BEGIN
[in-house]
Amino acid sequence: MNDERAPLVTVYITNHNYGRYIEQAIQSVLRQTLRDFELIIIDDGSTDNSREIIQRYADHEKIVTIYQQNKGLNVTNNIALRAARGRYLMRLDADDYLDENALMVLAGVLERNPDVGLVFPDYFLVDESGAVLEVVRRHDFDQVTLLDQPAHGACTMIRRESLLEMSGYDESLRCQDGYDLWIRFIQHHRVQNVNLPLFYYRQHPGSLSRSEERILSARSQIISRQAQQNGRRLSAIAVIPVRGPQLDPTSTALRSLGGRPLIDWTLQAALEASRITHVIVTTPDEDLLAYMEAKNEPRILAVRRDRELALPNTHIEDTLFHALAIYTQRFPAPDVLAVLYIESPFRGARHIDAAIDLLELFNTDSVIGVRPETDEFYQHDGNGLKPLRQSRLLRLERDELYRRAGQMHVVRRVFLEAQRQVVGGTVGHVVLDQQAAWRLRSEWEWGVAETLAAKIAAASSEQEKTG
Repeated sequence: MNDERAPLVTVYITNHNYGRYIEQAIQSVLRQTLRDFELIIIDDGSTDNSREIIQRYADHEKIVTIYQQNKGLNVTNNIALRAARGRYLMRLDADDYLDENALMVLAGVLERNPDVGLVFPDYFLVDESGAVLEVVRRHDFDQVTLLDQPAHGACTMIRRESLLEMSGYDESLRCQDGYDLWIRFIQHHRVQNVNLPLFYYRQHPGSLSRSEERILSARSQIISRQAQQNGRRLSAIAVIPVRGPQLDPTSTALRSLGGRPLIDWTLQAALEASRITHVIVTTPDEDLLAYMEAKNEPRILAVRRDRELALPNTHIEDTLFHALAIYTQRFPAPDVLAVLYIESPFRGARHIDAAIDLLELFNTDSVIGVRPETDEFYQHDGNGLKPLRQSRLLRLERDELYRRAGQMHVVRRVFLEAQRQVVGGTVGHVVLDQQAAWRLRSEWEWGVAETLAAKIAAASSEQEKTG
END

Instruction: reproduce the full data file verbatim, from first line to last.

[in-house]
Amino acid sequence: MNDERAPLVTVYITNHNYGRYIEQAIQSVLRQTLRDFELIIIDDGSTDNSREIIQRYADHEKIVTIYQQNKGLNVTNNIALRAARGRYLMRLDADDYLDENALMVLAGVLERNPDVGLVFPDYFLVDESGAVLEVVRRHDFDQVTLLDQPAHGACTMIRRESLLEMSGYDESLRCQDGYDLWIRFIQHHRVQNVNLPLFYYRQHPGSLSRSEERILSARSQIISRQAQQNGRRLSAIAVIPVRGPQLDPTSTALRSLGGRPLIDWTLQAALEASRITHVIVTTPDEDLLAYMEAKNEPRILAVRRDRELALPNTHIEDTLFHALAIYTQRFPAPDVLAVLYIESPFRGARHIDAAIDLLELFNTDSVIGVRPETDEFYQHDGNGLKPLRQSRLLRLERDELYRRAGQMHVVRRVFLEAQRQVVGGTVGHVVLDQQAAWRLRSEWEWGVAETLAAKIAAASSEQEKTG
Repeated sequence: MNDERAPLVTVYITNHNYGRYIEQAIQSVLRQTLRDFELIIIDDGSTDNSREIIQRYADHEKIVTIYQQNKGLNVTNNIALRAARGRYLMRLDADDYLDENALMVLAGVLERNPDVGLVFPDYFLVDESGAVLEVVRRHDFDQVTLLDQPAHGACTMIRRESLLEMSGYDESLRCQDGYDLWIRFIQHHRVQNVNLPLFYYRQHPGSLSRSEERILSARSQIISRQAQQNGRRLSAIAVIPVRGPQLDPTSTALRSLGGRPLIDWTLQAALEASRITHVIVTTPDEDLLAYMEAKNEPRILAVRRDRELALPNTHIEDTLFHALAIYTQRFPAPDVLAVLYIESPFRGARHIDAAIDLLELFNTDSVIGVRPETDEFYQHDGNGLKPLRQSRLLRLERDELYRRAGQMHVVRRVFLEAQRQVVGGTVGHVVLDQQAAWRLRSEWEWGVAETLAAKIAAASSEQEKTG